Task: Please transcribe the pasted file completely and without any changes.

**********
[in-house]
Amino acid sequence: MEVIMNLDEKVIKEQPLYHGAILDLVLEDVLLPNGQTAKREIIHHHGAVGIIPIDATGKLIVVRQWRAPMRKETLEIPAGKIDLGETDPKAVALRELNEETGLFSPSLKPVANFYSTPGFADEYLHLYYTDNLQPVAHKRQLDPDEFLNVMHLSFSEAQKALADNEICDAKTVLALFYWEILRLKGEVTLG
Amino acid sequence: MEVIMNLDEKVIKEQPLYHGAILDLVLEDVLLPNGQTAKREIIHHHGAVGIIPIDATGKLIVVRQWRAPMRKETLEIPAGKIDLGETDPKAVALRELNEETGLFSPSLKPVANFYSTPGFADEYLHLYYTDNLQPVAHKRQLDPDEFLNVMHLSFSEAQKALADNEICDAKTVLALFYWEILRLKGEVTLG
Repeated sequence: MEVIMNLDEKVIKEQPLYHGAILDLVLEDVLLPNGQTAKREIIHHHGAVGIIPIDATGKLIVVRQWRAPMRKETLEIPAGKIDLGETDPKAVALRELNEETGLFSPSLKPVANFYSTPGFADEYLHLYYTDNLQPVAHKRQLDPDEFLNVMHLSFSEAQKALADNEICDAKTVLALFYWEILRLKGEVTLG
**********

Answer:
[in-house]
Amino acid sequence: MEVIMNLDEKVIKEQPLYHGAILDLVLEDVLLPNGQTAKREIIHHHGAVGIIPIDATGKLIVVRQWRAPMRKETLEIPAGKIDLGETDPKAVALRELNEETGLFSPSLKPVANFYSTPGFADEYLHLYYTDNLQPVAHKRQLDPDEFLNVMHLSFSEAQKALADNEICDAKTVLALFYWEILRLKGEVTLG
Amino acid sequence: MEVIMNLDEKVIKEQPLYHGAILDLVLEDVLLPNGQTAKREIIHHHGAVGIIPIDATGKLIVVRQWRAPMRKETLEIPAGKIDLGETDPKAVALRELNEETGLFSPSLKPVANFYSTPGFADEYLHLYYTDNLQPVAHKRQLDPDEFLNVMHLSFSEAQKALADNEICDAKTVLALFYWEILRLKGEVTLG
Repeated sequence: MEVIMNLDEKVIKEQPLYHGAILDLVLEDVLLPNGQTAKREIIHHHGAVGIIPIDATGKLIVVRQWRAPMRKETLEIPAGKIDLGETDPKAVALRELNEETGLFSPSLKPVANFYSTPGFADEYLHLYYTDNLQPVAHKRQLDPDEFLNVMHLSFSEAQKALADNEICDAKTVLALFYWEILRLKGEVTLG